Randall Neighbour

GUEST POST by Randall Neighbour, randallneighbour.com.

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In my last blog entry (click here to read) I shared that my wife and I felt led by God to start a house church with hopes it would grow into a network of house churches who have mid-week cell groups.

What have we learned in the last four years about starting a house church? Enough to fill a book. However, no one seems to read books any longer so here I am on a friend’s blog bearing my soul in 550 words or less…

  • House Church is purposely held on Sunday mornings to compete with other church attendance. If you’re a part of us it’s because God has called you to be a part of us and not another church.
  • Our House Church has a motto: No buildings or salaries. Our tithes and offerings are given to those in need in our community and abroad.
  • I do not prepare a sermon because I work a regular job. I do get up early Sunday morning and study the next 2-3 chapters of a book of the Bible we’re working through. I use online resources from trusted theological sources. Someone reads a few verses, I make comments that make me look brilliant or admittedly ignorant, invite others to do the same, and we move on. You’d be surprised how refreshing this is and just how similar it is to early church in the book of Acts!
  • No agenda is set in stone in House Church. Sure, we typically gather for about 90 minutes of prayer, Bible study, and personal application. Three weeks ago I asked everyone if we should ax the Bible study and go eat tacos for breakfast and talk about our challenging week. I wasn’t in the mood for Bible study anyway and I told them as much (which they appreciated).
  • At our House Church, everyone knows that they’ll one day “grow up and move out of this house and start a house church of their own” because I brainwash them with this statement regularly.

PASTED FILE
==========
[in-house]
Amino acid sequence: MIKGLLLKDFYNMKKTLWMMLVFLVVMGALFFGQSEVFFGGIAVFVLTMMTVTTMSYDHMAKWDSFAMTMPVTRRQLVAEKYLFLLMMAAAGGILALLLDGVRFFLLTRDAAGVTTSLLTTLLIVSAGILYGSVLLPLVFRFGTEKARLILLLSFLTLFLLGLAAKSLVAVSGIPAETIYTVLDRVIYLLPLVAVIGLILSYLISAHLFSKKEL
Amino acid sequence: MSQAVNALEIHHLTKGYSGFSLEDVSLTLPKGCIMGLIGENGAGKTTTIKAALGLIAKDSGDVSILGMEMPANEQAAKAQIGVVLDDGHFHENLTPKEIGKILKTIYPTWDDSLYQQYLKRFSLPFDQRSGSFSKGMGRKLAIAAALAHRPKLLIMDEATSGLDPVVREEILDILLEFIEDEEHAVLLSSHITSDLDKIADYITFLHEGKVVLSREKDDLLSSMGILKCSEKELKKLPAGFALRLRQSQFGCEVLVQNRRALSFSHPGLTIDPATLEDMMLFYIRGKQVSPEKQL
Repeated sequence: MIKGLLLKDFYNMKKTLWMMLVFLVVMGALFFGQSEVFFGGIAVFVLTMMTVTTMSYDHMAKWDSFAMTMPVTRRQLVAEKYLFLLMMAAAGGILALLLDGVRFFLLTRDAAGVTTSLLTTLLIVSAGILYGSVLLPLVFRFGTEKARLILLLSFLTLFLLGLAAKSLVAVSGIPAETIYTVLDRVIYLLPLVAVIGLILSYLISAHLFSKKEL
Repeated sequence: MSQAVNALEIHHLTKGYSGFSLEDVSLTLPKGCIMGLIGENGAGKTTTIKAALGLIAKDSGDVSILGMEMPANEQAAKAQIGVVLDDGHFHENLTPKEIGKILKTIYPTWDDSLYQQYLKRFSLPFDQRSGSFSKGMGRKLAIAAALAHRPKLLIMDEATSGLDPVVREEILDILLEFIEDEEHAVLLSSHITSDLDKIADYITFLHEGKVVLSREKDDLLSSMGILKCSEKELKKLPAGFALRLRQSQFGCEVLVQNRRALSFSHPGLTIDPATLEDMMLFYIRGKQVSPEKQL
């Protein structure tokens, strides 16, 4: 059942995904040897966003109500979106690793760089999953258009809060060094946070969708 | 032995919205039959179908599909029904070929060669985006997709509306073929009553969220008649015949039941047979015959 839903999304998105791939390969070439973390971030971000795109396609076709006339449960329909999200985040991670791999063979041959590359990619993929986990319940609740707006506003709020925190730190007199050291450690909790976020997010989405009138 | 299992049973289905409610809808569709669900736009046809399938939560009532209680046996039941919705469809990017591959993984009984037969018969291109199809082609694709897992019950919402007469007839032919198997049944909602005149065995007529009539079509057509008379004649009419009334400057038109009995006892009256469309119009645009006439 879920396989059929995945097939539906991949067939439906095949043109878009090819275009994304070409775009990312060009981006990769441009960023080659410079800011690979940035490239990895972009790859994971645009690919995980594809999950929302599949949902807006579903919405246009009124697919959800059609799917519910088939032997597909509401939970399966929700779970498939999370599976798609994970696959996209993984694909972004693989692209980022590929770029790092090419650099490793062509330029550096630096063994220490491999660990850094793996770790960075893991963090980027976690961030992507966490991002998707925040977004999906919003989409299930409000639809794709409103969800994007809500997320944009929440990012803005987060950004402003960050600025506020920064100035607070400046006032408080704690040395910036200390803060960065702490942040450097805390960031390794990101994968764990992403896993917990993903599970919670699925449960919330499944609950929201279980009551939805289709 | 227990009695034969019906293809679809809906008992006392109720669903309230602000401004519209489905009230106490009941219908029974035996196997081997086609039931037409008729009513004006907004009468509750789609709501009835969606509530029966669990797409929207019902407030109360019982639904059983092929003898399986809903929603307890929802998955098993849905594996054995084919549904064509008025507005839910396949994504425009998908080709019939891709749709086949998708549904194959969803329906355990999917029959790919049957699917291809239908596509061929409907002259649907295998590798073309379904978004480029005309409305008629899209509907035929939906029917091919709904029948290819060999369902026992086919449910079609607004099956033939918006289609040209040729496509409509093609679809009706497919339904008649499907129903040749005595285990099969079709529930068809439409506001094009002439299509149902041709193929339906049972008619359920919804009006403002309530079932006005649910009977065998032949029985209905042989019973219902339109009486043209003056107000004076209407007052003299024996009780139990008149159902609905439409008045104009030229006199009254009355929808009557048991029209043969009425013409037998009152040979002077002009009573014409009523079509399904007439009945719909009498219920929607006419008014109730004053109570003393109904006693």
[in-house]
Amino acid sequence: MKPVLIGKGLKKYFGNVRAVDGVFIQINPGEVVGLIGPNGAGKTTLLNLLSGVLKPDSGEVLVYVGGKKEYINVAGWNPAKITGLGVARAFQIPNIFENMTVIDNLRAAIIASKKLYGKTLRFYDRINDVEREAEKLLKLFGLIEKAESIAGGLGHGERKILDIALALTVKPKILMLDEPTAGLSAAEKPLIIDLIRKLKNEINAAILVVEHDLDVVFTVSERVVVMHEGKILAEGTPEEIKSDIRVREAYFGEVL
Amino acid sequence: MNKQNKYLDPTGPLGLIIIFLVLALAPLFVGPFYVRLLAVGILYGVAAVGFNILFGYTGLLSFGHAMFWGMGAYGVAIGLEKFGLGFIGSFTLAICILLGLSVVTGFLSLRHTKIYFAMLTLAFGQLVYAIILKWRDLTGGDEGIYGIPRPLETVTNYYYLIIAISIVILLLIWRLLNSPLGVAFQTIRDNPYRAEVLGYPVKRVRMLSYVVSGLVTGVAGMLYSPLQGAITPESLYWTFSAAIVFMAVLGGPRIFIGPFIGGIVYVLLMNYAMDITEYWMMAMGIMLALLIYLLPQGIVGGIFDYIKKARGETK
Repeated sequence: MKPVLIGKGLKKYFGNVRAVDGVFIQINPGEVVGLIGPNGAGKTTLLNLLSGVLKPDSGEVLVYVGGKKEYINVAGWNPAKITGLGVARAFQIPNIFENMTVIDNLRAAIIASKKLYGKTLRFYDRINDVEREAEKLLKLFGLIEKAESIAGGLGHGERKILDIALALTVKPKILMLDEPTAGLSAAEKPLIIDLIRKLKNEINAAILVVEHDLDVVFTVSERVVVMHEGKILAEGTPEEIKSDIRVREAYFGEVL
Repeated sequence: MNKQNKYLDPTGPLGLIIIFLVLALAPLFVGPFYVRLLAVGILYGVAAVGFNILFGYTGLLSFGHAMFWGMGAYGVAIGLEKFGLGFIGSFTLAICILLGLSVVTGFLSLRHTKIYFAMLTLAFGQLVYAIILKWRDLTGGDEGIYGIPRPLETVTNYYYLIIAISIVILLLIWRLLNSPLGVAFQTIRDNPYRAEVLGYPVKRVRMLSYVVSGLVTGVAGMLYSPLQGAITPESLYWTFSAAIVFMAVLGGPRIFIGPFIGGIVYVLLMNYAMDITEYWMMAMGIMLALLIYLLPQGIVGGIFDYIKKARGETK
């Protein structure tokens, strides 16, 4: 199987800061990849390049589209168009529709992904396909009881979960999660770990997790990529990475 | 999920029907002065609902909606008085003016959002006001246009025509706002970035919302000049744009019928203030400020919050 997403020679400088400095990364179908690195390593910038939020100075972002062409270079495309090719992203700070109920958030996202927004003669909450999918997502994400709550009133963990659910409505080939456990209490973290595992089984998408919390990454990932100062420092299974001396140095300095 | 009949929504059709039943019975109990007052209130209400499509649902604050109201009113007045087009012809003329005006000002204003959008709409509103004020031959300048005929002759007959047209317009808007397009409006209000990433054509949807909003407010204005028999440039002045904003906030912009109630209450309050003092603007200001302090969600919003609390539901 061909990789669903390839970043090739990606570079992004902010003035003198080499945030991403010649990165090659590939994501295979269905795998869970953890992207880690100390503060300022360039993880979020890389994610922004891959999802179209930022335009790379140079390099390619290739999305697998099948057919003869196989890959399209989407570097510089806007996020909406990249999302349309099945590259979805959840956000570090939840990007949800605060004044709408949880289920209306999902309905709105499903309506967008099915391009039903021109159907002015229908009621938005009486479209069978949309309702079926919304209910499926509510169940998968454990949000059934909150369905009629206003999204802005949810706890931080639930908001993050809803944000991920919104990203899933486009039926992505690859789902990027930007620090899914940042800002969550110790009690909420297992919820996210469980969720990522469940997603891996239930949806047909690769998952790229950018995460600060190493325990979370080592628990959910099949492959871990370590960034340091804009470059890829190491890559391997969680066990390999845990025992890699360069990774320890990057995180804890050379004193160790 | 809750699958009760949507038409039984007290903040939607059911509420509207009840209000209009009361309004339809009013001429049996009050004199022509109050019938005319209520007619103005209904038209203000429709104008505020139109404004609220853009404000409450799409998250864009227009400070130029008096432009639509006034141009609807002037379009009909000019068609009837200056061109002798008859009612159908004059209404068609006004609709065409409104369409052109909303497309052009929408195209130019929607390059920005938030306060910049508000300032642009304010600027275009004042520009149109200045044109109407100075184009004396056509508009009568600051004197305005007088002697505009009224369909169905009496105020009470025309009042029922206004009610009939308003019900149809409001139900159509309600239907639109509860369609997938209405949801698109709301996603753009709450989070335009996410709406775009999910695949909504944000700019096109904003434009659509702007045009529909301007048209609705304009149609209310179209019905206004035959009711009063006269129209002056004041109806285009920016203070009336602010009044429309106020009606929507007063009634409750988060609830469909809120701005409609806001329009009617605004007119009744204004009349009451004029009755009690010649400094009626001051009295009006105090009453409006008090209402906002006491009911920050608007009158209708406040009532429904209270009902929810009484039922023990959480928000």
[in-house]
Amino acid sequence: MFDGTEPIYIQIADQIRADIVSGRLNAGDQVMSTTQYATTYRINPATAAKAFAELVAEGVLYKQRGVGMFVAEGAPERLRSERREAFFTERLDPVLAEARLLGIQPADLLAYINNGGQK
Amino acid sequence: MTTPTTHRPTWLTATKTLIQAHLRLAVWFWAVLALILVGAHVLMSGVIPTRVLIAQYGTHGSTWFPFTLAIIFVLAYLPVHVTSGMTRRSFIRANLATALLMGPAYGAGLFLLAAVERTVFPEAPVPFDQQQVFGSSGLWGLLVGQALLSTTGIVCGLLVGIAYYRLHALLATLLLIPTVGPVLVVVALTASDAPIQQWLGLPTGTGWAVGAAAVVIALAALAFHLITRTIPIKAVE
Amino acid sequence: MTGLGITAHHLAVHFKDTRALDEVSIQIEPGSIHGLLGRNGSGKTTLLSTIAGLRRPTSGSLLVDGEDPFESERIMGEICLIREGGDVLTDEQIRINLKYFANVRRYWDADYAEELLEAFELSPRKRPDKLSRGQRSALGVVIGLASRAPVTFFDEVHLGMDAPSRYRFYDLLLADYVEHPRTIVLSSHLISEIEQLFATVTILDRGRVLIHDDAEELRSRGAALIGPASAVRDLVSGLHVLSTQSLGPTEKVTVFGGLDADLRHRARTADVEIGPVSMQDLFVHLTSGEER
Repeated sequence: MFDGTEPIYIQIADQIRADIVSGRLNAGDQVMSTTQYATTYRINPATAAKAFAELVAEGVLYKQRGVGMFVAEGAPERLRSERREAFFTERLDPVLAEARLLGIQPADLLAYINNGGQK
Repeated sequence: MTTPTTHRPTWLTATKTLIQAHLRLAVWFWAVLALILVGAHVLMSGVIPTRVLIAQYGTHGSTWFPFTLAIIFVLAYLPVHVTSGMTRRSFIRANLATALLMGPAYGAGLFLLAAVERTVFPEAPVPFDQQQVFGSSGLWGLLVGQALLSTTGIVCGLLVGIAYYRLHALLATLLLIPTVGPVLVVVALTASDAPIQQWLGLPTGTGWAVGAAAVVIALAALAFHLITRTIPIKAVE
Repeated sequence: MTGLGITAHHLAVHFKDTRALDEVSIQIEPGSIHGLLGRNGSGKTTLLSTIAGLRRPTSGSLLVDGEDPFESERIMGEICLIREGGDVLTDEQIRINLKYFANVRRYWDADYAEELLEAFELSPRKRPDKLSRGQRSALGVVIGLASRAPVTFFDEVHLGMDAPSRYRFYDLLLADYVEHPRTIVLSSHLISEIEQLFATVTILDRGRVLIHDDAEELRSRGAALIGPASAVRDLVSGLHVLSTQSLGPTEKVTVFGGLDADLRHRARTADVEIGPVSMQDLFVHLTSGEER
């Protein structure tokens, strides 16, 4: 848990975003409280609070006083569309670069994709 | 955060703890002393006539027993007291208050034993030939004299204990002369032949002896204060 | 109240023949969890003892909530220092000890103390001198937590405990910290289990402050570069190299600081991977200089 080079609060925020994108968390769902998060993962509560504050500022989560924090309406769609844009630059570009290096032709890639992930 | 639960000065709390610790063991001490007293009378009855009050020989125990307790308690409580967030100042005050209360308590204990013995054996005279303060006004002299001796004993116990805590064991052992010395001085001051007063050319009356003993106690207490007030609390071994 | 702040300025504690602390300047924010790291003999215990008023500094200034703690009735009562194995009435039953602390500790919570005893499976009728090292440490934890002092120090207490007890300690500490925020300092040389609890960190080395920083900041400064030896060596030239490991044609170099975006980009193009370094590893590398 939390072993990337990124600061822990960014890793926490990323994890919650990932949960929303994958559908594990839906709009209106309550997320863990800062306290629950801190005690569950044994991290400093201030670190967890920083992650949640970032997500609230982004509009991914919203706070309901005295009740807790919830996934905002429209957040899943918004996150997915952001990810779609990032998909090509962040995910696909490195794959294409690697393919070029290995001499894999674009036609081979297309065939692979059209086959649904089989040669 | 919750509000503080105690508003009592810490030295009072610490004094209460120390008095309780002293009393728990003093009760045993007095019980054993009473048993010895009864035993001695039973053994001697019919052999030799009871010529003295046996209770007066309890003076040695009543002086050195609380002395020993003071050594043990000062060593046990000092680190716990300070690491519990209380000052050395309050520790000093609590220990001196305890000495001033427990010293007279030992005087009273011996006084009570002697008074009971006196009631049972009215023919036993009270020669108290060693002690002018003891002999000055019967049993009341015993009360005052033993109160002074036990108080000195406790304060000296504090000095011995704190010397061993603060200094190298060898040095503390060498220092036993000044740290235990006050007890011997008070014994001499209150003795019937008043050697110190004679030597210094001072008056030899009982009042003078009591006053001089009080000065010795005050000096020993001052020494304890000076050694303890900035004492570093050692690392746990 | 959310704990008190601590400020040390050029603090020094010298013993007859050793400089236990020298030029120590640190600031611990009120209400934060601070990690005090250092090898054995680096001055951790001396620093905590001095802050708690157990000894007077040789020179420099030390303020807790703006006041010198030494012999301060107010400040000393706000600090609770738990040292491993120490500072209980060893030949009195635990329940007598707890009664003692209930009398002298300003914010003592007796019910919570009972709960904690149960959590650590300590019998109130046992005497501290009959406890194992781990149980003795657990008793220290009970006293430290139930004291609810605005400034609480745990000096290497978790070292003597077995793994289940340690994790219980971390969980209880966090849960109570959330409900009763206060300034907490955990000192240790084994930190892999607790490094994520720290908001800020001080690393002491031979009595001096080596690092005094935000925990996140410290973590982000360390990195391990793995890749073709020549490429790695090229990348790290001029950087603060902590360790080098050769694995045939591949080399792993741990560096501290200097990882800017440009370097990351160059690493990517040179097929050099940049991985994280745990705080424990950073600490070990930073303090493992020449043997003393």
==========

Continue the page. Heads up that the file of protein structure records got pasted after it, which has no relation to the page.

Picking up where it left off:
• At House Church we meet with members individually and challenge them to grab a spoon and become a spiritual child (1 Jn. 2:12-14) and not remain an infant who refuses feed themselves. Then we challenge them to get set free from satanic strongholds and all the while, share Christ in a way that helps them become a spiritual father or mother.
  • Etna and I pray for our House Church members daily and in great detail. This kind of air support from a pastor is hard to find in a larger church.
  • We held our first half night of prayer (on a Saturday night) and everyone was surprised how fast the evening went by and asked for more to be scheduled.
  • We often eat lunch together at the house or at a nearby inexpensive restaurant after House Church.
  • The House Church’s success or failure is God’s responsibility. We’re being obedient to Him and doing our best.
  • The House Church model doesn’t tolerate consumerism and there’s no place to safely hide and not serve and humbly ask to be served.
  • One of our members has spontaneously started a cell group in his home mid-week and is inviting people who probably won’t come to our House Church. We are delighted by this and hope he starts a House Church sooner than later. Yes, we’ll train him on leadership skills but we love the fact that he dove into the deep end of the pool without swimming lessons… he’s no consumer Christian!
  • No one is bored in House Church. Frankly, going to a building on Sunday and sitting with hundreds of people to listen to a sermon is boring to me and everyone in our House Church. If we’re not interacting with others through the Word, we’re not learning enough of it for it to be transformational.

Do you have more questions for me? Ask them below and I’ll answer in detail. Go!

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